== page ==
Tech Tips

Data security checklist for SMBs

security checklist

As governments around the world introduce data privacy legislation, small to medium businesses (SMBs) are expected to keep up. Data protection is no longer simply a matter of good practice. It is a legal obligation to protect data, the most valuable new currency in the digital economy by having a security checklist.

For SMB owners, a failure to meet the expectation of consumers to safeguard their data can be legally and financially devastating – not to mention damaging to their corporate reputation. Data is now recognized as a significant asset to businesses, and a breach could seriously affect its competitiveness.

The legislation is now capturing a greater range of IT practices in business – and since businesses increasingly operate across borders, it is important to develop an understanding of the key laws. The EU’s GDPR, Australia’s NDB scheme and US laws all lay out various compliance requirements and prioritize the protection of consumer data and the responsibility to notify authorities of breaches. Here are some tips to help ensure your data remains private and protected.

  1. Compliance is key

SMB owners are no strangers to compliance. To adhere to evolving data legislation, owners need to recognize and understand their data reporting requirements. Starting from the beginning to identify what it is needed to be compliant now will more effectively prepare businesses for the evolving digital future. It may be time-consuming, but businesses need to manage their IT systems effectively to identify any areas that could be compromised.

  1. Data is an asset, not an overhead

Businesses are encouraged to change their perception of data. Understanding data as an asset that directly affects strategic decisions is critical to any 21st century business’s growth. Developing a data strategy will enable businesses to evolve, rather than be stunted by poor data management – especially as they grow.

  1. Develop a data strategy

Developing a data strategy helps businesses clarify when, where and how data is being processed, managed, stored and erased. After understanding the requirements for your business, develop a data strategy that manages personal data and prioritizes its security. Importantly, ensure your staff are aware of their responsibilities concerning data protection.

A sound data strategy will place SMBs in the best position to respond to data breaches and ensure they meet legal obligations. The more efficiently a breach is dealt with, the less harm to the consumer, the less costs incurred and, consequently, the less damage to the reputation of the business.

  1. Prioritize security

By now, the message is clear that businesses should prioritize security in their data strategy. Data theft is a crime, but legislation expects a business to have implemented data protection measures. Run an IT audit. Be aware of what hardware and software is in use, ensure security software – like encryption, antivirus apps and virtual private network solutions – are current and set notifications for renewals.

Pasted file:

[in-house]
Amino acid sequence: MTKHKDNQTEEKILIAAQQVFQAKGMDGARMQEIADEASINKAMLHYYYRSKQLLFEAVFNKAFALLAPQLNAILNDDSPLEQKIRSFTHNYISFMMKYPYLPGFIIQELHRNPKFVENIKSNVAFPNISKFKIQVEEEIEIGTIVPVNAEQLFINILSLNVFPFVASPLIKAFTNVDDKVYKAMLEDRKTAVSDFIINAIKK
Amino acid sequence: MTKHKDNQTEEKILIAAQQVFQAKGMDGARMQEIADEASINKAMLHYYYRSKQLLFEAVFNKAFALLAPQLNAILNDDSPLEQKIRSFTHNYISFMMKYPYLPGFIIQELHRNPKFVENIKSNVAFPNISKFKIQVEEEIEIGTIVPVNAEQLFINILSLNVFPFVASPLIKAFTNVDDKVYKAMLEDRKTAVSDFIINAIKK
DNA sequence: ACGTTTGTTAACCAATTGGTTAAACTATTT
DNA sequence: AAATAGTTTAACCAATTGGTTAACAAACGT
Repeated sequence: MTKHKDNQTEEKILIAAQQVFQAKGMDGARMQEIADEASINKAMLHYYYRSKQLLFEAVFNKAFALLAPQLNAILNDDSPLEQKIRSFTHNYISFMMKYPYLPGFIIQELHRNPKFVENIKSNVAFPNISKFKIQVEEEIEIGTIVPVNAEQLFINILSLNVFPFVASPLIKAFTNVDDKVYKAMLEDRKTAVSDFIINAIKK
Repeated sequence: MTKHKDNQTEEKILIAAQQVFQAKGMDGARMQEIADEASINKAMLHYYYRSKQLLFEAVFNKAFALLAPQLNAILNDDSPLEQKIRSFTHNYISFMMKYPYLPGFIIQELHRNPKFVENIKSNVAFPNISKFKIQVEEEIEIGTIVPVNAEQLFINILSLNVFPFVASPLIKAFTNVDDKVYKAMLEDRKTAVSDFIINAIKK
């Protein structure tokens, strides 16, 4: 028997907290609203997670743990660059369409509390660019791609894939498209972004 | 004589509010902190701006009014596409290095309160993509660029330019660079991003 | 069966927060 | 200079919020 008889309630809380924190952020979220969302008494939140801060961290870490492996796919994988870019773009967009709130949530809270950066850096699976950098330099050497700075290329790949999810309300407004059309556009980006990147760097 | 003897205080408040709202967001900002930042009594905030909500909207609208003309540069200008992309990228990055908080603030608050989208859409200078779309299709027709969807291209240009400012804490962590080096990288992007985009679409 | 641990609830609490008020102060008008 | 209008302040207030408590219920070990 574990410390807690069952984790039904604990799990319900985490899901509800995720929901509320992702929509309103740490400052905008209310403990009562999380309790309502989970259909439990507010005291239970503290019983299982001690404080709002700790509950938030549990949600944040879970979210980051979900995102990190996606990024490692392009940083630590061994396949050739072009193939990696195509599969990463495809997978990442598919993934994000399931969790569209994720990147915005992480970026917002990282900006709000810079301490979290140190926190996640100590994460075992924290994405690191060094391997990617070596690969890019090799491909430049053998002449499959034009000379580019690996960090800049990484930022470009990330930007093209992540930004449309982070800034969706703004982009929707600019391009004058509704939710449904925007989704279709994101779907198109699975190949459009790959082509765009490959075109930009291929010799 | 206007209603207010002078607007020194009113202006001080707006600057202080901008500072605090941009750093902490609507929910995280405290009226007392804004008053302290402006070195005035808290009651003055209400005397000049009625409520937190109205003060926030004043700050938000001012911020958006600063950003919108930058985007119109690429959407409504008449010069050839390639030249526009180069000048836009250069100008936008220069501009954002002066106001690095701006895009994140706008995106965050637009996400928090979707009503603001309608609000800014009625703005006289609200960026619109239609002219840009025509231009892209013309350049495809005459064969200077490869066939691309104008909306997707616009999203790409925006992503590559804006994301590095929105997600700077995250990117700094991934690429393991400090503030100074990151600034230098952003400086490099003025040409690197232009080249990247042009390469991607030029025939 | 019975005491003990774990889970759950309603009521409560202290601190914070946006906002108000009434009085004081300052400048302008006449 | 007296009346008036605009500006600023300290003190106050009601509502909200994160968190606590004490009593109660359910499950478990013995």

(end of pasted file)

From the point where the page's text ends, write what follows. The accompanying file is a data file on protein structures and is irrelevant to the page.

1. Get the necessary support

Organizing the current data load while watching the horizon for future privacy requirements can seem daunting. Don’t have the expertise? A third-party provider can assess and manage personally identifiable information (PII) you hold and advise on future data management, control and processing. Consider legal advice or an IT company committed to data security.

Prioritizing data privacy is integral to maintaining consumer trust. A proactive approach will give SMBs the ability to adapt and evolve to ever-changing legislation in the modern technological world.


Data privacy training is critical

Data Privacy
Somehow when we think about data security and privacy, we tend to look to technology solutions to minimize risks. And, while technology solutions are certainly part of the privacy equation, there’s another area of risk that must be addressed: people.

Teach the teachers

Staff members, instructors, students, and even parents can all be ‘weak links’ when it comes to protecting sensitive data. Whether through viruses transferred between shared files or email, the sharing of passwords, or willful data theft, the perils of people can’t be overlooked.

But teachers play a crucial role, thanks to the amount of time they spend in the classroom and the on administrative tasks, like grading work, preparing lessons and communicating with parents and faculty. They must, of course, employ good security practices themselves. Then they can, in turn, model those good practices to their students and emphasize their importance to parents.

IT – a big part to play in data privacy training

That’s where the IT team comes in. IT leaders have an opportunity, even a responsibility, to train technology users about the risks that their actions may represent—whether inadvertent or intentional. But as any teacher will tell you, training must be more than a ‘one and done’ exercise. So, make good use of your colleagues’ teaching expertise and, once you’ve figured out what the content of your training must be, get them to help fine-tune how it’ll be delivered.

Ahead of those conversations, here are some best-practice tips for delivering privacy training designed to stick: